The Bears were resolute and bold in their three big quarterback moves this offseason — cutting Jay Cutler, paying top dollar to sign Mike Glennon in free agency and trading four picks to move up one spot in the draft to take Mitch Trubisky with the second overall pick.
Now we’ll see how good they are at the finesse game — giving the intriguing Trubisky a chance to show the Bears exactly what they have in their impressive rookie while not breaking the promise Glennon received from general manager Ryan Pace that “the 2017 season is my year.”
Coach John Fox wouldn’t say Monday whether the Bears have taken a step in that direction but notably didn’t disparage the notion that Trubisky might deserve snaps with the No. 1 offense in the all-important third preseason game Sunday against the Titans in Nashville, Tennessee.
“We haven’t talked about that,” Fox said. “Obviously, we’re very, very early. We’re not even into preparation for the Titans yet. We’ll meet on that. We’ll talk, and we’ll keep you guys posted.”
But Fox tacitly acknowledged the tricky part of that equation: Is there a way to give Trubisky first-team snaps against the Titans without it being an affront to Glennon?
“I think probably not,” Fox said. “Like I said, we’ll evaluate that and see where it goes.”
All this could’ve been avoided had the Bears not made the promise to Glennon in the first place. If the job was Glennon’s to lose coming into training camp, he’d be losing it. And if the Bears had left the door open just a bit, it’s likely Glennon and Trubisky would be splitting first-team snaps in a best-man-wins showdown against the Titans.
That doesn’t mean Trubisky would win that battle. But at least we’d have a better idea of just how prepared or unprepared he is to be the starting quarterback. And that’s the point — even when you factor in the various mitigating circumstances of preseason games, Trubisky at least has shown he deserves a chance to prove he’s not the Bears’ best quarterback.
Trubisky’s second preseason game wasn’t nearly as impressive as the first, but he has avoided disaster, thrown a touchdown pass in each game and has a 111.4 passer rating. For what it’s worth, Russell Wilson’s passer rating after two preseason games as a rookie with the Seahawks in 2012 was 110.5.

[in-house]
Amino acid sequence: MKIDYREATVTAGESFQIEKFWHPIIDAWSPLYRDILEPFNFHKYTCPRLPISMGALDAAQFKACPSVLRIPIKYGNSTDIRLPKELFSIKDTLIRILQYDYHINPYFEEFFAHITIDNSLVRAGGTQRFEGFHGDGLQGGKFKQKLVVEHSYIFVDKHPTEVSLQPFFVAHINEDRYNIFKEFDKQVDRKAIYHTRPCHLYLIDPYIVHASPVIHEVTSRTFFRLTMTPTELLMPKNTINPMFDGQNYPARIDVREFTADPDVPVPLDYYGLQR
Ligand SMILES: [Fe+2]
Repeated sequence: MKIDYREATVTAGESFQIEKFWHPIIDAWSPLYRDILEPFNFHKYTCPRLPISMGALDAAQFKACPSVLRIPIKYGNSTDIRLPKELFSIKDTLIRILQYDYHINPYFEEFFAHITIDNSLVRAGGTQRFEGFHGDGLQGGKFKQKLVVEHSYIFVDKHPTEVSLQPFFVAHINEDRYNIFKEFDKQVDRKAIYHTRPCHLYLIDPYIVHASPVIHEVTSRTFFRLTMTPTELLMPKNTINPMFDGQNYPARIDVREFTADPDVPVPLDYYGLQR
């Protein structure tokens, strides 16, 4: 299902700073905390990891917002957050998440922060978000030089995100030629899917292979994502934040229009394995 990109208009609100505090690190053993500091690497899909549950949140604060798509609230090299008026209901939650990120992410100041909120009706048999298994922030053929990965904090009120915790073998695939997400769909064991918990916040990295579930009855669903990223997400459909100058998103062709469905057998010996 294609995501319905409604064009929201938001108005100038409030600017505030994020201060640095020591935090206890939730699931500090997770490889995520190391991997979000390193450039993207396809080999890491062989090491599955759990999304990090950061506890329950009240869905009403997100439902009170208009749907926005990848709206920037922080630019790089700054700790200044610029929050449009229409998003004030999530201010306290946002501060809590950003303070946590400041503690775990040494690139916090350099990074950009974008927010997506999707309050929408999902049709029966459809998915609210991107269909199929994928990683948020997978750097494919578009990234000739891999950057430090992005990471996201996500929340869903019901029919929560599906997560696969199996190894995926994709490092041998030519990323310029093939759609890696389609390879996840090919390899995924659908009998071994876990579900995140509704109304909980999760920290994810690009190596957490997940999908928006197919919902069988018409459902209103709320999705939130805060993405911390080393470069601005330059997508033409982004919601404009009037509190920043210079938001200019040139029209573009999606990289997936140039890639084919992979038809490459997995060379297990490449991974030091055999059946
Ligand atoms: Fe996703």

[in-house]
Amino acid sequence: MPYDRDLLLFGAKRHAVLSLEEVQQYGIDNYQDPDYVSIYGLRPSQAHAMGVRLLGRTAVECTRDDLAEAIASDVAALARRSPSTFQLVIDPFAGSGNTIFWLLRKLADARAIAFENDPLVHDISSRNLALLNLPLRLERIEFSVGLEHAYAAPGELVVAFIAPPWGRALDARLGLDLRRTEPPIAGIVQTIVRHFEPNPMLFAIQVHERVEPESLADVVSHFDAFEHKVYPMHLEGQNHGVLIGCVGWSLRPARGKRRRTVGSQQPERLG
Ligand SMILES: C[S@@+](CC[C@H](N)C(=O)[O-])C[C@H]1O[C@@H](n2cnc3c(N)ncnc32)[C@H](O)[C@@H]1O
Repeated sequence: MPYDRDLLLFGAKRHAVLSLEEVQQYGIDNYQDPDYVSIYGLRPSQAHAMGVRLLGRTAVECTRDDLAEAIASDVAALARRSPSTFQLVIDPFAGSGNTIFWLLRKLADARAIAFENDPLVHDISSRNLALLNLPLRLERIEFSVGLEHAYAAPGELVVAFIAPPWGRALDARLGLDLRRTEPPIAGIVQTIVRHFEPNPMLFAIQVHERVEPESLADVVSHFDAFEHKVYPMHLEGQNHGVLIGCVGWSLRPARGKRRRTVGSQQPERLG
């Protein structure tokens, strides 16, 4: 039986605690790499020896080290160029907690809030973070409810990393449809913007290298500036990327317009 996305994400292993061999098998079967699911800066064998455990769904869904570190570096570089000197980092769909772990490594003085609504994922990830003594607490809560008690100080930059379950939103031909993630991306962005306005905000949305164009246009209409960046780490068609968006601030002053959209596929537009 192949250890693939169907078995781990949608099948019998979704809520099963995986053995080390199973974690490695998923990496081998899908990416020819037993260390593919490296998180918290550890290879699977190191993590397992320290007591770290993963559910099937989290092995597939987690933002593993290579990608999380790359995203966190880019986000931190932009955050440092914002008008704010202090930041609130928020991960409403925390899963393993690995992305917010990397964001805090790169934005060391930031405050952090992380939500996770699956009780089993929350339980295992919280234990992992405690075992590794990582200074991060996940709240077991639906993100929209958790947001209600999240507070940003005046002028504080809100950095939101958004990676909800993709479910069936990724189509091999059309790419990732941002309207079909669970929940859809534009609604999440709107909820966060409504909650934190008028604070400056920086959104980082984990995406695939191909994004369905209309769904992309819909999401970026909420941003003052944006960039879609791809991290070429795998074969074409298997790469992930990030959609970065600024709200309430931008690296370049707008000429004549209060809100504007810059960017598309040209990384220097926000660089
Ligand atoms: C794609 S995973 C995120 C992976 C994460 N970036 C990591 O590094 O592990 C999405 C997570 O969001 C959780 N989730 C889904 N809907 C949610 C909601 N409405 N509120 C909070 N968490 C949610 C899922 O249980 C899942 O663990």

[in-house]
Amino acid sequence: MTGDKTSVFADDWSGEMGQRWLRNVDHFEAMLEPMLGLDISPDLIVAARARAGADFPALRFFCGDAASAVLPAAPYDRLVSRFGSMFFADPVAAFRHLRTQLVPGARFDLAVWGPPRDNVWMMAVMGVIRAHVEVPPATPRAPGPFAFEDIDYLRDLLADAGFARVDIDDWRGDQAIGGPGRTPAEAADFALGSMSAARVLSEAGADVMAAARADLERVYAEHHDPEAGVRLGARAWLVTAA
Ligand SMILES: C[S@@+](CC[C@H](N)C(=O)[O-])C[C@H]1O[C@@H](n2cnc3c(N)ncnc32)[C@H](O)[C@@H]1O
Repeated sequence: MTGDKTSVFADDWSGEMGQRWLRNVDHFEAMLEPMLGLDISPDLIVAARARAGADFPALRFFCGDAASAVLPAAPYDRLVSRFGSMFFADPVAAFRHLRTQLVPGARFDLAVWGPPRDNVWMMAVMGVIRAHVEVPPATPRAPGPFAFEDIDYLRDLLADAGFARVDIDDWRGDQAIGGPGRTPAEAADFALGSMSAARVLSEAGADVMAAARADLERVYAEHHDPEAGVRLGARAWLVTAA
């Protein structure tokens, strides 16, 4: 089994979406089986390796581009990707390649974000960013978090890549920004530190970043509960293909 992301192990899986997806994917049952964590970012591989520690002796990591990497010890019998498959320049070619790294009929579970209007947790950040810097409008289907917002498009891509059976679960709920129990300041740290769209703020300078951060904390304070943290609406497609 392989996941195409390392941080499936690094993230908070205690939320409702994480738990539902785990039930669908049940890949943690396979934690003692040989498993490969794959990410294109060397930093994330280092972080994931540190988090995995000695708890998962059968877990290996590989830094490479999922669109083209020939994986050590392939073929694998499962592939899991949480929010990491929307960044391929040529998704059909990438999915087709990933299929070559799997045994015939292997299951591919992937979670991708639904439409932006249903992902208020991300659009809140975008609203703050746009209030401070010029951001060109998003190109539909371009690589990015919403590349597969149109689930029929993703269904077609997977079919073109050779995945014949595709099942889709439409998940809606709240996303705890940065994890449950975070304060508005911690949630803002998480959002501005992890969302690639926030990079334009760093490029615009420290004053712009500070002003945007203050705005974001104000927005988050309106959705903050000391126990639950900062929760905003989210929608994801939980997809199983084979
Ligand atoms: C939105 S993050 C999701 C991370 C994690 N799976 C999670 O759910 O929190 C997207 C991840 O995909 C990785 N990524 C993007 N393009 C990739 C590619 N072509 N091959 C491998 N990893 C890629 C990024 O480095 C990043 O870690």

The difference? After an impressive second-half performance against Fox’s Broncos in the second preseason game in 2012, Wilson started the dress-rehearsal game the next week, was even better with the first-team offense than the second-team offense and won the job.
You can argue all you want about vanilla defenses and second- and third-team defenses and the lack of game plans in the preseason, but the Bears owe it to themselves — more than anything they owe Glennon — to see how Trubisky responds. He might wilt in the spotlight. But he also might blossom. As we saw Saturday night, when Trubisky was sacked once and escaped a potentially dangerous hit another time, there’s risk involved with your quarterback of the future toiling with the third-team offensive line.
And at this point, a little competition might be just what Glennon needs. For all the training-camp talk about Glennon’s leadership, authority, command of the huddle and command of the offense — it all seems to dissipate once the ball is snapped. Glennon’s chemistry-building Kumbaya trip to Fort Lauderdale, Florida, with his receivers doesn’t resonate today like it did a couple of weeks ago — except for one footnote: Trubisky was there.
It’s a trickier deal inside of Halas Hall than it is outside of it. But the Bears’ path is clear — without taking away Glennon’s No. 1 status, give Trubisky a shot with the first-team offense. Everything else will take care of itself from there.
Follow me on Twitter @MarkPotash.